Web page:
Table of contents
The minimum wage rate varies from state to state. So it’s important to understand the minimum wage rates and laws for the state you and your employees call home.
In Nebraska, there are quite a few things to keep in mind when it comes to compensating your workers. That’s why we’ve created this guide, just for you, to stay up to date with what’s going on with the Nebraska minimum.
Learn how to formalize and grow your business. Check out the Employer Launchpad.
What is the minimum wage in Nebraska?
The state minimum wage in Nebraska will rise from $9 per hour to $10.50 per hour, effective Jan. 1, 2023. In November 2022, Initiative Measure 433 passed with 58.19% of the vote, bringing a plan to eventually raise the state minimum wage up to $15 per hour.
Are there plans to change the minimum wage beyond 2023?
Initiative Measure 433 comes with the following increases to the minimum wage going forward:
- $12 per hour effective Jan. 1, 2024
$13.50 per hour effective Jan. 1, 2025
$15 per hour effective Jan. 1, 2026
From there, the consumer price index will determine future raises.
How should small business owners prepare for changes to the minimum wage?
Your business doesn’t have to take a big hit during any possible increase in the Nebraska minimum wage. Here are some ways to prepare for any future changes in the minimum wage:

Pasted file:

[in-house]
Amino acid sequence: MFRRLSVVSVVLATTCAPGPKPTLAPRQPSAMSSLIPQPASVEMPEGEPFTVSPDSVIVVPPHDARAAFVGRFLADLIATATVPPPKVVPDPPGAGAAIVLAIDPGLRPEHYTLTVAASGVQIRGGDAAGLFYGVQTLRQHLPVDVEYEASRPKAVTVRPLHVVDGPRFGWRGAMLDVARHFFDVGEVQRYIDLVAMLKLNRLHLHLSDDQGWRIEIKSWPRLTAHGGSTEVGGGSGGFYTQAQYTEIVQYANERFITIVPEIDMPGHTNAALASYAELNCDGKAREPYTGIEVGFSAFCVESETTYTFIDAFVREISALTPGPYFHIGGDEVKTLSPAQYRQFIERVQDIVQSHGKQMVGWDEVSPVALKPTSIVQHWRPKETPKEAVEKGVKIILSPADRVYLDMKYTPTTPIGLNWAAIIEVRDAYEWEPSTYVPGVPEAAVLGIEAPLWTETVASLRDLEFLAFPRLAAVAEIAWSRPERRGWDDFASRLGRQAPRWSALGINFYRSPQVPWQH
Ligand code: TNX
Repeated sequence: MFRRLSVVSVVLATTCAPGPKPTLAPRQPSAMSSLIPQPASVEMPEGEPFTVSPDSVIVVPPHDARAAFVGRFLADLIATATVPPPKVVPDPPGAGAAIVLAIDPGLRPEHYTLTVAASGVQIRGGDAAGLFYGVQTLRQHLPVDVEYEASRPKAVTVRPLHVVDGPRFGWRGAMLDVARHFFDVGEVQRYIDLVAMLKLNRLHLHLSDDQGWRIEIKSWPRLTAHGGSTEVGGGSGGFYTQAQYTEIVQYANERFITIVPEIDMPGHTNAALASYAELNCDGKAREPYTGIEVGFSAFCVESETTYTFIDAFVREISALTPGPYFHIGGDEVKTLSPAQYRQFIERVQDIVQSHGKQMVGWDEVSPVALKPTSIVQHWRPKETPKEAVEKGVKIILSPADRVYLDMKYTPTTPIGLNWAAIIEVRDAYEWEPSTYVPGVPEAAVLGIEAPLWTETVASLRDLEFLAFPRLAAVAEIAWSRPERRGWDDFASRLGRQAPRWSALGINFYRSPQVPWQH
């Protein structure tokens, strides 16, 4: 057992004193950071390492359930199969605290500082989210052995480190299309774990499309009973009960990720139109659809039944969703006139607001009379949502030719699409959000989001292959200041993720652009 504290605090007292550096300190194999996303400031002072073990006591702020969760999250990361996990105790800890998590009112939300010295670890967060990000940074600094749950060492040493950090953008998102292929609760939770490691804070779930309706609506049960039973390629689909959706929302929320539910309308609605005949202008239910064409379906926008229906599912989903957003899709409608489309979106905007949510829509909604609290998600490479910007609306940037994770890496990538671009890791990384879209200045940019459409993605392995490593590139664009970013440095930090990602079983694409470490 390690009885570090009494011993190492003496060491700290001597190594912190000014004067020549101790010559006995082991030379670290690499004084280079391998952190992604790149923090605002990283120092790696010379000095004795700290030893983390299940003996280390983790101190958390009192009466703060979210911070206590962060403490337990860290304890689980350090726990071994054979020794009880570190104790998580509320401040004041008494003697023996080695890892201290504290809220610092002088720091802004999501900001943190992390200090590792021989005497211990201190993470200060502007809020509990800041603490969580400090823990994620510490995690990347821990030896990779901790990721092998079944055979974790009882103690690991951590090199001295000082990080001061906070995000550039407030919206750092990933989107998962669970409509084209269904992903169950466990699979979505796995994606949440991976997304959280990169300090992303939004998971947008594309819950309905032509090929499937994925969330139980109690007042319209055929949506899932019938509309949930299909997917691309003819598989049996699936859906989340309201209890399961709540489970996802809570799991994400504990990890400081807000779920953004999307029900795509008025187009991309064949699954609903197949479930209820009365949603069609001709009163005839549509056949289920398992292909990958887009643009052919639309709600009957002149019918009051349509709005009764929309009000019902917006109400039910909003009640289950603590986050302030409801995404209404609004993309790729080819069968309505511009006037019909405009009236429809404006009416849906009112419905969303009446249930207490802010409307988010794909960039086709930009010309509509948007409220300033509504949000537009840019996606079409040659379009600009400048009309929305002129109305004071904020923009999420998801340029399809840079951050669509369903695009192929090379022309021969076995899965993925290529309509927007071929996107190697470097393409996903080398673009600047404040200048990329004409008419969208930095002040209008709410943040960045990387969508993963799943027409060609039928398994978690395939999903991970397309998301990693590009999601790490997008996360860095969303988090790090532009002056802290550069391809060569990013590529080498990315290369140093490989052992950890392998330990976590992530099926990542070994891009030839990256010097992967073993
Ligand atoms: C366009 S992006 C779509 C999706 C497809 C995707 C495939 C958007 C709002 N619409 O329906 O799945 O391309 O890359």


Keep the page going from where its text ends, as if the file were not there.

- Reduce costs: You don’t have to cut payroll to make ends meet. Instead, look at how you spend company money and find ways to reduce business expenses. Updating your business tech like using Square Payroll software can help you reduce costs. You get custom payroll features like automatic payroll and simple team management, all with small business pricing in mind.
- Evaluate your hiring practices: Hiring and onboarding new staff can be costly, so you want to make sure your new hires have staying power. Cast a wide net when looking for new additions, and once they join, make employee retention a top priority.
- Increase prices: Maybe it’s time to consider raising your prices since the cost of employees is going up. In business, this is referred to as a market equilibrium. With paychecks getting fatter, the buying power will remain the same with new prices.